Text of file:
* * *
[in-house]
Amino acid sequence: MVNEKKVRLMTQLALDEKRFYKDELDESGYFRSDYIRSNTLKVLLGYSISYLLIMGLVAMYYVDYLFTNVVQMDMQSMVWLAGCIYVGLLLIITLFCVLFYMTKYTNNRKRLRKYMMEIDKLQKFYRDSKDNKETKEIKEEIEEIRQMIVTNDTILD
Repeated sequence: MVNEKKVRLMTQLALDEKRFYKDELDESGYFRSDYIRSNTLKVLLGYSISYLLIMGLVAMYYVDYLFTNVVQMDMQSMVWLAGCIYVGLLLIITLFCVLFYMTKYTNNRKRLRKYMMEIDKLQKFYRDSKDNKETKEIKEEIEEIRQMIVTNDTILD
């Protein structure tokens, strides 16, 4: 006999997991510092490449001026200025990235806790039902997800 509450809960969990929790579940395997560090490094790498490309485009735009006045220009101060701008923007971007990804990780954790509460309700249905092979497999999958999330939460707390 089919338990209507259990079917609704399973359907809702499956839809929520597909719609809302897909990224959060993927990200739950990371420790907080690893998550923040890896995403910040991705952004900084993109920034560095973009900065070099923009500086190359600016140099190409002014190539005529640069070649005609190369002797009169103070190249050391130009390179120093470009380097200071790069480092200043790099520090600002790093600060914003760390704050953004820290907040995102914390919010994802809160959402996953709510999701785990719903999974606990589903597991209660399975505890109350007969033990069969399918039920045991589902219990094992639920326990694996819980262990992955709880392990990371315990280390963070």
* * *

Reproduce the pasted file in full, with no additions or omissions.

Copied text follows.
[in-house]
Amino acid sequence: MVNEKKVRLMTQLALDEKRFYKDELDESGYFRSDYIRSNTLKVLLGYSISYLLIMGLVAMYYVDYLFTNVVQMDMQSMVWLAGCIYVGLLLIITLFCVLFYMTKYTNNRKRLRKYMMEIDKLQKFYRDSKDNKETKEIKEEIEEIRQMIVTNDTILD
Repeated sequence: MVNEKKVRLMTQLALDEKRFYKDELDESGYFRSDYIRSNTLKVLLGYSISYLLIMGLVAMYYVDYLFTNVVQMDMQSMVWLAGCIYVGLLLIITLFCVLFYMTKYTNNRKRLRKYMMEIDKLQKFYRDSKDNKETKEIKEEIEEIRQMIVTNDTILD
């Protein structure tokens, strides 16, 4: 006999997991510092490449001026200025990235806790039902997800 509450809960969990929790579940395997560090490094790498490309485009735009006045220009101060701008923007971007990804990780954790509460309700249905092979497999999958999330939460707390 089919338990209507259990079917609704399973359907809702499956839809929520597909719609809302897909990224959060993927990200739950990371420790907080690893998550923040890896995403910040991705952004900084993109920034560095973009900065070099923009500086190359600016140099190409002014190539005529640069070649005609190369002797009169103070190249050391130009390179120093470009380097200071790069480092200043790099520090600002790093600060914003760390704050953004820290907040995102914390919010994802809160959402996953709510999701785990719903999974606990589903597991209660399975505890109350007969033990069969399918039920045991589902219990094992639920326990694996819980262990992955709880392990990371315990280390963070």